Thanks for your interest and owning two Sr8s! hope you enjoy them.
There was a definite order of ‘spec‘ as produced as new , except! 2-5 only ‘special orders‘. I would guess your chassis #87 is one of those special orders.
Early cars were built with Hewland JFR as you see , around 45-50 came the early Quaife Q-tec , which was designed by Quaife as a Porsche replacement gearbox , with facility to turn crown wheel around to give mid-engine drive. This box had an extension housing for our rear 5-6th gear due to width of the planned Porsche gears. Quaife then worked with us on ‘miniQ’ version, where crudely explained we got all 6 gears in same main case without extension housing or subsequent selector shaft extension, by reducing size of parts, we worked together on selection of components and dog rings. This was most prolific box used in sr8 and even the 10- 12 or so final update sr8s last year or so.
So how is your car fitted with Hewland on late chassis number?
Well the clue to me is the Stack equipment along with Hewland.
We changed from the Hewland because of Crownwheel and pinion life.
With hindsight … the 10,000 rpm engine needs an 8 tooth pinion, which was always fitted. The Hewland is rated for the +/- 200ft lbs torque, but only on the 12 tooth pinion as used in F3 etc., the torque capacity reduction between 8-12 tooth is in the order of 40%. To make the pinion live a reasonable service we needed to really optimize the whole package, setting up CWP gears with finesse, to avoid ‘hot spots‘ on the CWP gears, running new components in really well, and finally select suitable proven gear oil. We strongly recommended NEO which seemed to have the magic fix after good running in. All that done, it worked well, the Hewland differential has a performance edge on traction and set up, to keep it on that edge was not easy with the wear we saw.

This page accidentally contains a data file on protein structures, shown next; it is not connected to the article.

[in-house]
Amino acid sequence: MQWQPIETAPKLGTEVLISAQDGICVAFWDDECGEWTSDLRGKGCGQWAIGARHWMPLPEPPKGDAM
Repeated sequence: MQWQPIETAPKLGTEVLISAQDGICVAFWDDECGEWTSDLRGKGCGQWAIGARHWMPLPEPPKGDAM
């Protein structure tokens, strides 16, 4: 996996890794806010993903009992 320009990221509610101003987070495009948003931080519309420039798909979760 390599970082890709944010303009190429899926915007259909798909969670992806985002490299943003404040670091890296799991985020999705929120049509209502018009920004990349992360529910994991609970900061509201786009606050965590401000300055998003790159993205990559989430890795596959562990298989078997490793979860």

Performance seekers saw that edge, liked the weight reduction (in the order of 20 kg less for Hewland)
Regarding the stack system , they were not fitted as standard always an option , with a full blown system needing its own loom and sensors , or they were fitted aftermarket , was not very production friendly and much more costly up to £15-£20k for full system ,with commercially no benefit to Radical , and with Aim we were developing ‘plug and play ‘ type installation / upgrades.
So, the stack systems were fitted by folks who had invested in Stack and could move them from car to car as they bought new cars. There were very few specced like this and for uk / European championship eventually Aim was only system allowed.
The guys who were happy with Hewland and stack performance edge usually had a good amount of spares for both, so convincing them to ditch their spares as well as changing car was not easy.
Hence when I see a later car with Stack and Hewland it was usually special request not a variation back and forth in production.
Hope this helps, there are lots more stories in the development of SR8. It was nearly my nemesis!